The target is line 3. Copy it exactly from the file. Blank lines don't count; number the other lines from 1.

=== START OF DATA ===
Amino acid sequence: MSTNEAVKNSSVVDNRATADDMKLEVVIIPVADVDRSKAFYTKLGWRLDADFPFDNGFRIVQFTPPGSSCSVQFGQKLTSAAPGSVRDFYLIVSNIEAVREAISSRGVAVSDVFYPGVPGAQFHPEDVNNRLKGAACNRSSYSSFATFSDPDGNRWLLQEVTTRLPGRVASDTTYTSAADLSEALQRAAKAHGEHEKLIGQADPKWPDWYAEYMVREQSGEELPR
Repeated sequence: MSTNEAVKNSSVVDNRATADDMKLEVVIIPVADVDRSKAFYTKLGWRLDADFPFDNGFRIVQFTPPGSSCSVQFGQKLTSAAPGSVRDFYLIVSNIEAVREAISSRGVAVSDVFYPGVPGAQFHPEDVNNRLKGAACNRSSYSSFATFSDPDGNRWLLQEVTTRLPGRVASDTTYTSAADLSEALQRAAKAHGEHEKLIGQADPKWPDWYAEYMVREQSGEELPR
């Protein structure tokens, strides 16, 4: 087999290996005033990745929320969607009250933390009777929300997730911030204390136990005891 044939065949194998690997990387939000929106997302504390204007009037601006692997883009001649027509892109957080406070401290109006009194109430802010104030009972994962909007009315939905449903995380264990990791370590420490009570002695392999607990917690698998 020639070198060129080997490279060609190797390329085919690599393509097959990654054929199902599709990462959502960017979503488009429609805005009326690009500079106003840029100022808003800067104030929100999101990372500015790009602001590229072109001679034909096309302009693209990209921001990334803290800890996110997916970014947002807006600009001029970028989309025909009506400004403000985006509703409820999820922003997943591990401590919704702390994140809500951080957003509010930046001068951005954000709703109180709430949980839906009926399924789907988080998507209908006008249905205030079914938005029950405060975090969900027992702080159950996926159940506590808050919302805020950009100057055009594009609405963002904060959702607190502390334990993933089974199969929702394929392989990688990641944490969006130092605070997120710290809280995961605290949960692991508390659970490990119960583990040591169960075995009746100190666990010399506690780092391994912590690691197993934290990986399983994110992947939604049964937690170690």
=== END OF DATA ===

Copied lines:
């Protein structure tokens, strides 16, 4: 087999290996005033990745929320969607009250933390009777929300997730911030204390136990005891 044939065949194998690997990387939000929106997302504390204007009037601006692997883009001649027509892109957080406070401290109006009194109430802010104030009972994962909007009315939905449903995380264990990791370590420490009570002695392999607990917690698998 020639070198060129080997490279060609190797390329085919690599393509097959990654054929199902599709990462959502960017979503488009429609805005009326690009500079106003840029100022808003800067104030929100999101990372500015790009602001590229072109001679034909096309302009693209990209921001990334803290800890996110997916970014947002807006600009001029970028989309025909009506400004403000985006509703409820999820922003997943591990401590919704702390994140809500951080957003509010930046001068951005954000709703109180709430949980839906009926399924789907988080998507209908006008249905205030079914938005029950405060975090969900027992702080159950996926159940506590808050919302805020950009100057055009594009609405963002904060959702607190502390334990993933089974199969929702394929392989990688990641944490969006130092605070997120710290809280995961605290949960692991508390659970490990119960583990040591169960075995009746100190666990010399506690780092391994912590690691197993934290990986399983994110992947939604049964937690170690």